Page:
The spooky ghost scenes from “A Christmas Carol” are perfect metaphors for the past, present and future worries that haunt our retirement savings dreams. For some, Roth IRAs — which tend to see an annual spike in online search interest beginning during the holiday season — can help keep that “Ghost of Retirement Future” at bay.
If you’re like many other Americans, you didn’t save enough for retirement this year — and next year isn’t looking so great, either. A recent NerdWallet survey, conducted online by Harris Poll, found nearly one in three are not currently saving for retirement at all. Of those who have a workplace retirement plan, only 32% intend to increase their contribution in 2017.
For those with qualifying income levels, a Roth IRA can be a good source for tax-free income after retirement. Unlike a traditional IRA or 401(k), where contributions reduce your taxable income, Roth IRA contributions are made post-tax, so withdrawals in retirement are tax-free. It’s “a pay now, don’t pay later” scenario that your future self will appreciate, especially if your tax bracket rises as your career progresses and if that bracket continues to be higher in retirement. This Roth IRA calculator can show just how much tax you may save.
Seasonal spike for Roth IRA activity
A NerdWallet analysis shows search volume for “Roth IRA” begins to peak during the holiday season in December. And January through the tax-filing deadline in April is the most popular time for Americans to contribute to a Roth IRA, according to a 2014 analysis by investment manager T. Rowe Price. The IRS allows Roth IRA contributions for the 2016 tax year until the tax filing deadline (April 18, 2017).
Annual contributions to a Roth IRA are capped at $5,500 a year ($6,500 if you are 50 or older). There are no limits when converting an existing 401(k) or traditional IRA into a Roth IRA, but you will have to pay federal and any state taxes on the amount for the tax year the conversion is made.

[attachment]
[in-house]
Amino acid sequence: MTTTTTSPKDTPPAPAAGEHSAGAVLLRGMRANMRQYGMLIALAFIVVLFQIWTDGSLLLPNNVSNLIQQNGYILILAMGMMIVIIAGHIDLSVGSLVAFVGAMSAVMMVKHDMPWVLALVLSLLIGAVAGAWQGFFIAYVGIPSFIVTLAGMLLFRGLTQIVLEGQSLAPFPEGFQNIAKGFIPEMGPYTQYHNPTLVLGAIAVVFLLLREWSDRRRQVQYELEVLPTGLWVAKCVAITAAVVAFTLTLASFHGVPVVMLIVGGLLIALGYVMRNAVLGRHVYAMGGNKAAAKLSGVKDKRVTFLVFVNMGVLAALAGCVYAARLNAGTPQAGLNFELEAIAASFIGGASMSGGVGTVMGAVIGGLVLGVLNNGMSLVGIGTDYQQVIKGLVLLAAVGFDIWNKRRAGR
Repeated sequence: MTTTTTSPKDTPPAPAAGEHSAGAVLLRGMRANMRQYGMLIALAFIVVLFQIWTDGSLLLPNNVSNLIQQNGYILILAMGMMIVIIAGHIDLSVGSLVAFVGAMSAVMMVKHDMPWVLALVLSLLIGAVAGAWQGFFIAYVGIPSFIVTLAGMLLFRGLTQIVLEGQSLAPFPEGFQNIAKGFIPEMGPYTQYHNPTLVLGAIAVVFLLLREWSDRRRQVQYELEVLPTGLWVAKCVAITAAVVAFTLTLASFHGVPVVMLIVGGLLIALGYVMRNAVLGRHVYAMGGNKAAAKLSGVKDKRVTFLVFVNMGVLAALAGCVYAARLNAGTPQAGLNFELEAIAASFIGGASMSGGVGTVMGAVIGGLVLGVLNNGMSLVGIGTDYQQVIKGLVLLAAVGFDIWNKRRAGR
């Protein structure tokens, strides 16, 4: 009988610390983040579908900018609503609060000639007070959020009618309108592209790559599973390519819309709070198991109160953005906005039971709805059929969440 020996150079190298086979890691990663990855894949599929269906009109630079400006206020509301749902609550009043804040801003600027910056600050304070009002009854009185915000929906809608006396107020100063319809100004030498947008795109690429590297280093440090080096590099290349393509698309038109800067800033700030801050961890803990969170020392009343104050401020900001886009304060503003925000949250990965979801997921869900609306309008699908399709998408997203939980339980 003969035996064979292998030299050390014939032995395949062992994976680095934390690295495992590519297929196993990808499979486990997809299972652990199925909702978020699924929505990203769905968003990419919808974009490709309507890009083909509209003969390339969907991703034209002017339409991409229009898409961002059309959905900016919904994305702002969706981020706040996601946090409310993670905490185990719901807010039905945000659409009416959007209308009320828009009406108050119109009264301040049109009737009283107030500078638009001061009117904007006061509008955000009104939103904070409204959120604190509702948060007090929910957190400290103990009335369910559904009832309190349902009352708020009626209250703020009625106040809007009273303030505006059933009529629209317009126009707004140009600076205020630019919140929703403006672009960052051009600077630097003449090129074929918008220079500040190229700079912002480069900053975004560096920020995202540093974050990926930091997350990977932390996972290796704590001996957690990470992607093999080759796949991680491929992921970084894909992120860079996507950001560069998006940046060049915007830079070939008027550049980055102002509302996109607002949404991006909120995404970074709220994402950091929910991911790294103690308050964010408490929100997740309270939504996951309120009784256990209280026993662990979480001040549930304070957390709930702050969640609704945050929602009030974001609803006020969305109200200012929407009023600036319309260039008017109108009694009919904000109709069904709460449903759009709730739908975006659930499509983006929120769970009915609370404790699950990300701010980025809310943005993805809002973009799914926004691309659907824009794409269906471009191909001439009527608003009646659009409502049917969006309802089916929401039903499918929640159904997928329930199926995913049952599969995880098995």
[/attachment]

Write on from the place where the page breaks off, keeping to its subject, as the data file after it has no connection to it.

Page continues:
It’s important to remember that the IRS restricts income limits for a Roth IRA. For the 2016 tax year, the amount you can contribute begins to be reduced at $117,000 in income for single taxpayers and at $184,000 for married couples who file jointly.
More flexibility for early withdrawal
To be sure, early withdrawal of retirement savings threatens to raise the Ghost of Retirement Future, as it erodes the impact of compound interest. And retirement accounts like a 401(k) and traditional IRA have a 10% penalty for nonqualified withdrawals before the age of 59½. But because taxes are already paid on Roth contributions, there is no penalty for early withdrawal of those contributions. (Investment earnings are another matter — see our article on Roth IRA withdrawal rules.)
If you haven’t owned a home at any time during the previous two years, IRS rules allow you to withdraw up to $10,000 from a Roth or traditional IRA for a home purchase. But you’ll have to pay taxes on that withdrawal from a traditional IRA; not so from a Roth IRA account.
Also, in a Roth IRA, there are no required minimum distributions at any age, whereas a traditional IRA or a 401(k) requires cash to be pulled each year starting at age 70½. That means you can maintain tax-free investment growth and keep money in the account as long as you’d like, or pass the account on to heirs — and help thwart the Ghost of Retirement Future for your loved ones.